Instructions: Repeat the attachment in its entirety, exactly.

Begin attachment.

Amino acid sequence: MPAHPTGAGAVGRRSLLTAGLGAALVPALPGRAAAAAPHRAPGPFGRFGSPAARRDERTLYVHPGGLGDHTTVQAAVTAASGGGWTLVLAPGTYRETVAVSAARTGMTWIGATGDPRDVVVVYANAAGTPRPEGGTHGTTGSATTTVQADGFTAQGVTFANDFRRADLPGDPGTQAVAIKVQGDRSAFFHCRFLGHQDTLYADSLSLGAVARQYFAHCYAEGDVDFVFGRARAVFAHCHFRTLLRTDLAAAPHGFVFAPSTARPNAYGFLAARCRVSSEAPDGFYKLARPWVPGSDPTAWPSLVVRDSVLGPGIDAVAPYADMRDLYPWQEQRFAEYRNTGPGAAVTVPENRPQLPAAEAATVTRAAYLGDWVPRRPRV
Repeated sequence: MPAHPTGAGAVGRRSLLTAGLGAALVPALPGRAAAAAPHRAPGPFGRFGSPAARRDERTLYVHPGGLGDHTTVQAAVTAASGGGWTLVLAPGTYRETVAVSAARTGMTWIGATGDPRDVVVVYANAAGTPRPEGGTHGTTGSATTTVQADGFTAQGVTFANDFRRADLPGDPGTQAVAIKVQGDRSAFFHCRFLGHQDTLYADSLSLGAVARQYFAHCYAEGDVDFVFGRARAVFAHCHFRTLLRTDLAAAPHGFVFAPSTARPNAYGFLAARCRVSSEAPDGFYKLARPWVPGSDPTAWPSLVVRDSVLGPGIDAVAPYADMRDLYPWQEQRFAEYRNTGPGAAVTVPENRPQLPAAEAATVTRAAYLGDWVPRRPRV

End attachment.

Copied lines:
Amino acid sequence: MPAHPTGAGAVGRRSLLTAGLGAALVPALPGRAAAAAPHRAPGPFGRFGSPAARRDERTLYVHPGGLGDHTTVQAAVTAASGGGWTLVLAPGTYRETVAVSAARTGMTWIGATGDPRDVVVVYANAAGTPRPEGGTHGTTGSATTTVQADGFTAQGVTFANDFRRADLPGDPGTQAVAIKVQGDRSAFFHCRFLGHQDTLYADSLSLGAVARQYFAHCYAEGDVDFVFGRARAVFAHCHFRTLLRTDLAAAPHGFVFAPSTARPNAYGFLAARCRVSSEAPDGFYKLARPWVPGSDPTAWPSLVVRDSVLGPGIDAVAPYADMRDLYPWQEQRFAEYRNTGPGAAVTVPENRPQLPAAEAATVTRAAYLGDWVPRRPRV
Repeated sequence: MPAHPTGAGAVGRRSLLTAGLGAALVPALPGRAAAAAPHRAPGPFGRFGSPAARRDERTLYVHPGGLGDHTTVQAAVTAASGGGWTLVLAPGTYRETVAVSAARTGMTWIGATGDPRDVVVVYANAAGTPRPEGGTHGTTGSATTTVQADGFTAQGVTFANDFRRADLPGDPGTQAVAIKVQGDRSAFFHCRFLGHQDTLYADSLSLGAVARQYFAHCYAEGDVDFVFGRARAVFAHCHFRTLLRTDLAAAPHGFVFAPSTARPNAYGFLAARCRVSSEAPDGFYKLARPWVPGSDPTAWPSLVVRDSVLGPGIDAVAPYADMRDLYPWQEQRFAEYRNTGPGAAVTVPENRPQLPAAEAATVTRAAYLGDWVPRRPRV